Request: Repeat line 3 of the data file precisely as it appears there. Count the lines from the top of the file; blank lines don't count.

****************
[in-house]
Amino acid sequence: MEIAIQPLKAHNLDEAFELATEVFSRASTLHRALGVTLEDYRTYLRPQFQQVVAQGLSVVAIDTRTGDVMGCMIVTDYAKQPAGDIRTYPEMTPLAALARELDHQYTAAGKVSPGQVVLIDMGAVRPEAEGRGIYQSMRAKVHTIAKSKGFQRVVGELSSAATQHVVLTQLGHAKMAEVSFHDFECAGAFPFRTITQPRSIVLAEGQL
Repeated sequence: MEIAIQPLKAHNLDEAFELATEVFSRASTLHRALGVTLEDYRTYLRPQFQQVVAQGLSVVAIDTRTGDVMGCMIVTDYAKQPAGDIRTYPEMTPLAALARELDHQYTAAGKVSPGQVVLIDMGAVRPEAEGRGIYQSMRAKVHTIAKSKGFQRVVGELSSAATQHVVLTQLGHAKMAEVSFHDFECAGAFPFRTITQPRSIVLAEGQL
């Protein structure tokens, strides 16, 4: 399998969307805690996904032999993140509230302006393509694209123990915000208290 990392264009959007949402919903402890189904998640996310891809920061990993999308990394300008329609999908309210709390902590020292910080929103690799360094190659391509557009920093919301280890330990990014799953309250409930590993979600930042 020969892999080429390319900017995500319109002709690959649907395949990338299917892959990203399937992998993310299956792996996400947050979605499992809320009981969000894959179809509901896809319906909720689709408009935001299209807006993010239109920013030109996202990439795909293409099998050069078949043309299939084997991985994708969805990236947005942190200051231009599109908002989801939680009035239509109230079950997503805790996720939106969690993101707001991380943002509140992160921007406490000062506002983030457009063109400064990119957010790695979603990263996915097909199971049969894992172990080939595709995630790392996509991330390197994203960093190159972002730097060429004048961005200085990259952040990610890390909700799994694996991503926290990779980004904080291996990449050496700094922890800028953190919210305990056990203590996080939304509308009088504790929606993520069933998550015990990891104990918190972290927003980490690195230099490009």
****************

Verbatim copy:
Repeated sequence: MEIAIQPLKAHNLDEAFELATEVFSRASTLHRALGVTLEDYRTYLRPQFQQVVAQGLSVVAIDTRTGDVMGCMIVTDYAKQPAGDIRTYPEMTPLAALARELDHQYTAAGKVSPGQVVLIDMGAVRPEAEGRGIYQSMRAKVHTIAKSKGFQRVVGELSSAATQHVVLTQLGHAKMAEVSFHDFECAGAFPFRTITQPRSIVLAEGQL